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Akridge v. United States

April 14, 2008

STEPHEN D. AKRIDGE, PETITIONER,
v.
UNITED STATES OF AMERICA, RESPONDENT.



The opinion of the court was delivered by: Curtis L. Collier Chief United States District Judge

Chief Judge Curtis L. Collier

MEMORANDUM

Pro se petitioner Stephen D. Akridge ("Petitioner") filed a motion to vacate, set aside, or correct sentence pursuant to 28 U.S.C. § 2255 (Court File No. 1) and an accompanying memorandum (Court File No. 2). Pursuant to the Court's Order (Court File No. 3), the United States filed a response (Court File No. 7). Petitioner filed a reply (Court File No. 15). The Court finds the materials thus submitted, together with the record of the underlying criminal case, conclusively show Petitioner is not entitled to relief on the claim asserted in his petition. Accordingly, the Court will decide this matter without an evidentiary hearing, see United States v. Todaro, 982 F.2d 1025, 1028 (6th Cir. 1993), and will DENY Petitioner's motion for the reasons stated herein.

I. RELEVANT FACTS AND PROCEDURAL HISTORY

On direct appeal of Petitioner's criminal case, the United States Court of Appeals for the Sixth Circuit described the facts of this case, which are excerpted here:

In the early morning of May 2, 2000, Chattanooga police officers received an anonymous telephone tip reporting that the residents of 824 Arlington Avenue were selling drugs. In response to the complaint, officers conducted a "knock and talk" at the residence, which was shared by Akridge and his roommates Kevin Ellison and Tiffany Stewart. During a search of the apartment, officers found marijuana, cocaine, and three loaded semi-automatic pistols.

Following the search an officer suggested that the three residents decide who would accept the blame for the contraband, and allegedly indicated that he would see that the other two residents would not be charged. As a result, Stewart was taken to jail and Akridge and Ellison were left at the apartment. Stewart apparently was later released on her own recognizance.

On June 19, 2000 ATF officials interviewed Akridge, Ellison, and Stewart regarding the May 2000 search of their residence. All three admitted to selling crack cocaine and marijuana, and Akridge allegedly further admitted to firearms possession and selling drugs from the Arlington Avenue residence, although he denies making such a confession.

Akridge, Stewart, and Ellison subsequently were arrested on June 20, 2000 for drug trafficking and firearms possession. . . . [Petitioner filed a motion to suppress, which the district court granted. He then filed a motion to enlarge the scope of the suppression, which the district court denied, and which is the subject of the appeal. The case proceeded to trial.].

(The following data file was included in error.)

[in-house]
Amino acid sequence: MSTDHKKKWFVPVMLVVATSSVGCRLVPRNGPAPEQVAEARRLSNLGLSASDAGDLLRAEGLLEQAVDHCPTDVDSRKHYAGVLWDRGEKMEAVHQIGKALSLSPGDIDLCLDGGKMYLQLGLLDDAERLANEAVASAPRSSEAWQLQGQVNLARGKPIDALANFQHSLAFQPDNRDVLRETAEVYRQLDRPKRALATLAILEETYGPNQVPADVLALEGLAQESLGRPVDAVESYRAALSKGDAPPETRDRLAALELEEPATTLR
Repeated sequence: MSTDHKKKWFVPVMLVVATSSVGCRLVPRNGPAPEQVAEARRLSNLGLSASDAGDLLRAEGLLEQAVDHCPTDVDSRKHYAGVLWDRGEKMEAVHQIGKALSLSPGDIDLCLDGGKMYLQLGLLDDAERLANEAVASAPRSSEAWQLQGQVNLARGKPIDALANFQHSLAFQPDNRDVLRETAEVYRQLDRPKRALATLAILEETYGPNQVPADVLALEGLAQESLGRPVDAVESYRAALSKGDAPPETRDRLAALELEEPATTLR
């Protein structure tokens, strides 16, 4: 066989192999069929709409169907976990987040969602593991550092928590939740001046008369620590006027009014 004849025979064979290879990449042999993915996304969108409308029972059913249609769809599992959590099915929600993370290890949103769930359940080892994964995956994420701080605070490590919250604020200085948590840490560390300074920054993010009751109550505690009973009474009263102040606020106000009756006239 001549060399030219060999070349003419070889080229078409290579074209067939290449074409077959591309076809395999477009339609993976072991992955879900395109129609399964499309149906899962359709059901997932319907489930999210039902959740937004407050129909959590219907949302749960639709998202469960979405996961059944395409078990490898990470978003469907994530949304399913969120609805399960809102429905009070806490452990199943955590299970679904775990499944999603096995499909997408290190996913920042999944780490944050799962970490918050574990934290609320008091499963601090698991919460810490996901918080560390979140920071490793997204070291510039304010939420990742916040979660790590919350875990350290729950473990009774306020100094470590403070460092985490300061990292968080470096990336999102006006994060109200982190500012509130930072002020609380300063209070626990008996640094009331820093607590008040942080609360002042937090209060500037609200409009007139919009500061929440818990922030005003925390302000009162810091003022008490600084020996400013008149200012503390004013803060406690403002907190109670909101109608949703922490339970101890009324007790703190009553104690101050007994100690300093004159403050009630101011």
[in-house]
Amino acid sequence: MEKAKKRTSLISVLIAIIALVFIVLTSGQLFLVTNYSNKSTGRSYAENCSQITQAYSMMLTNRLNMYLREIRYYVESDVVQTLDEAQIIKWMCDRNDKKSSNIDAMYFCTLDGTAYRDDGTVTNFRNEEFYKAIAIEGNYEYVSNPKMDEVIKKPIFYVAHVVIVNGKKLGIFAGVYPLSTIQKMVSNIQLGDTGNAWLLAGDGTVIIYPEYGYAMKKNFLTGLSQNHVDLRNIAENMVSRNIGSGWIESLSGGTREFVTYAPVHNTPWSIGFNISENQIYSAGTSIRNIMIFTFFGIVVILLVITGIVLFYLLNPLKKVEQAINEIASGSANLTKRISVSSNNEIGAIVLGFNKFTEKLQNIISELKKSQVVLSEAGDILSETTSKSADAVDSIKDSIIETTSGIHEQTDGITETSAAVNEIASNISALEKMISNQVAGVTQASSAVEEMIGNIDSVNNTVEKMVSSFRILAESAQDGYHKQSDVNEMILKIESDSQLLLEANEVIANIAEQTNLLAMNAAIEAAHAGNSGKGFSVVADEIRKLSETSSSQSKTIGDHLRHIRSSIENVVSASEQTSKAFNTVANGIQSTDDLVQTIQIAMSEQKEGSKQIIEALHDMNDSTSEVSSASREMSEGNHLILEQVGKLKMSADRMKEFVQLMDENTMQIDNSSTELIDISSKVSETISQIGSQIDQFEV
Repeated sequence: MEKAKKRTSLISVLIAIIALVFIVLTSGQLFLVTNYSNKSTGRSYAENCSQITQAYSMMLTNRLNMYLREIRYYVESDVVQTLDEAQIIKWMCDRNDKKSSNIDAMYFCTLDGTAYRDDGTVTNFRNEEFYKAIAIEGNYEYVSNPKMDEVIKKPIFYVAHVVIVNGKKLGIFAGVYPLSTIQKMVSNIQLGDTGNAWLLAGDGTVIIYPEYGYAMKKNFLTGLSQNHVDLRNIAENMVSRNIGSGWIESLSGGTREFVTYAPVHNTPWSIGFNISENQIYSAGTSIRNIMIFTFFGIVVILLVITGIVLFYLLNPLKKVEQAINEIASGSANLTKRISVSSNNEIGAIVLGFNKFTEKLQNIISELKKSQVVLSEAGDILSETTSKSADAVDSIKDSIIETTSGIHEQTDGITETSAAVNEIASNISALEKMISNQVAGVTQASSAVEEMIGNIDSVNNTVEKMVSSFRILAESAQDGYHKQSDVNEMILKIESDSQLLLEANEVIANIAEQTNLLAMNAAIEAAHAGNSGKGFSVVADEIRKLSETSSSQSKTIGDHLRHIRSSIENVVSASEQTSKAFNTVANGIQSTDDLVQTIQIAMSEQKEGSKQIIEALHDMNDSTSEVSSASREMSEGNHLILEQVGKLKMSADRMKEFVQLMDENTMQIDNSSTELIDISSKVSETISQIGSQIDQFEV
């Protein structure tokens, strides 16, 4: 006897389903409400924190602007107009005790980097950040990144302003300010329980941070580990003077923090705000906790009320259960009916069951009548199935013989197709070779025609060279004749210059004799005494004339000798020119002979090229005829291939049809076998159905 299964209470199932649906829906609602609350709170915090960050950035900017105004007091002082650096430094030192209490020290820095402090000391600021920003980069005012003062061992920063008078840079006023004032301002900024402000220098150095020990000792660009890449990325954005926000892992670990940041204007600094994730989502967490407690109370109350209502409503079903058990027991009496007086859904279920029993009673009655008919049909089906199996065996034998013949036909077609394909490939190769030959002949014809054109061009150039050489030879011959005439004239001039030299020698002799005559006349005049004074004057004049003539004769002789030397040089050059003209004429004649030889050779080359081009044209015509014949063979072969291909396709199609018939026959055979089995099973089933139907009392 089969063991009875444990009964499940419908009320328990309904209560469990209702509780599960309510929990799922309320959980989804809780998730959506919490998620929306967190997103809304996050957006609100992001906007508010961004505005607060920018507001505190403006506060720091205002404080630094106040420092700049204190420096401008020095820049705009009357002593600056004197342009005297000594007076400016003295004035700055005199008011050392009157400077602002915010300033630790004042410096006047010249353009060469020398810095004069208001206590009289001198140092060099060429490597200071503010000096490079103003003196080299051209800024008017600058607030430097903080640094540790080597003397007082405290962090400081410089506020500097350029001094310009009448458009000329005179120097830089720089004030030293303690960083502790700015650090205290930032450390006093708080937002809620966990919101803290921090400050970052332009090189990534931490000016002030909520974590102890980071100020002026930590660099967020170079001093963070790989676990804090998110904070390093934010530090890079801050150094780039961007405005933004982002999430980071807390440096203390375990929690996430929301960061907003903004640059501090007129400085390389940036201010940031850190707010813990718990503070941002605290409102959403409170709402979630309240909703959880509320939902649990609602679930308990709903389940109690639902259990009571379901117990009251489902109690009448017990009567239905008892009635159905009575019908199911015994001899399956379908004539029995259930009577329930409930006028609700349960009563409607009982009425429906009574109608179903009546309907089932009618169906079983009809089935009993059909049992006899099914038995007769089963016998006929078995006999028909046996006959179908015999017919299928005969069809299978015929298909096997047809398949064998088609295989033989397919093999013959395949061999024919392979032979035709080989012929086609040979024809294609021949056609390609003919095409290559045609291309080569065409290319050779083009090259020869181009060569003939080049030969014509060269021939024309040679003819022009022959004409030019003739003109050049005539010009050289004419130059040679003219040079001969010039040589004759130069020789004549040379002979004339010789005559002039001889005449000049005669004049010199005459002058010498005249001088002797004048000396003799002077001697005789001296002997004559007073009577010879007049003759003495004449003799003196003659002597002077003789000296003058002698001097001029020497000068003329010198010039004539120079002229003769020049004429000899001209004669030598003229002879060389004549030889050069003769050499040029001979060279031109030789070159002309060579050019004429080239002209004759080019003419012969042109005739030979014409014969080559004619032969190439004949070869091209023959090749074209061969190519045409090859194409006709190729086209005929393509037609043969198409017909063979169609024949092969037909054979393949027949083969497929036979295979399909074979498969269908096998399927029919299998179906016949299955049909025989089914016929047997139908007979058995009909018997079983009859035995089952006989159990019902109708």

The jury returned guilty verdicts on Counts 1, 4, 5, and 6, which respectively charged Akridge with conspiracy to distribute in excess of fifty grams of cocaine base in violation of 21 U.S.C. § 846, possession with the intent to distribute cocaine base in violation of 21 U.S.C. § 841(a)(1), possession of a 9mm semi-automatic pistol in furtherance of drug trafficking crimes for the period October 1999 to May 2, 2000 in violation of 18 U.S.C. § 924(c)(1)(A), and being a felon in possession of a 9mm semi-automatic pistol on or about December 31, 1999 in violation of 18 U.S.C. § 922(g)(1).

A pre-sentence report was prepared, to which Akridge objected in part because the report included information predicated upon statements made by Ellison and Stewart.

The district court ultimately sentenced Akridge to 360 months on Counts 1 and 4 to run concurrently with 120 months on Count 6. The district court further sentenced Akridge to 300 months on Count 5 to be served consecutively, resulting in a total of 660 months imprisonment.

United States v. Akridge, 346 F.3d 618, 621-22 (6th Cir. 2003) (affirming denial of motion to enlarge scope of suppression).

Petitioner's sentence was far steeper than his co-defendants, as the dissenting appellate judge noted:

Under their plea agreements, Stewart received a 12-month sentence while Ellison (who had a more extensive criminal history and was convicted of several additional charges) received a 115-month sentence. In contrast, Akridge received a 660-month sentence. Given the fact that Akridge had roughly the same role in the alleged offenses as Ellison and Stewart, and received a sentence fifty times more severe than Stewart (and five times more severe than Ellison, who had roughly the same criminal history as Akridge), it seems beyond ...


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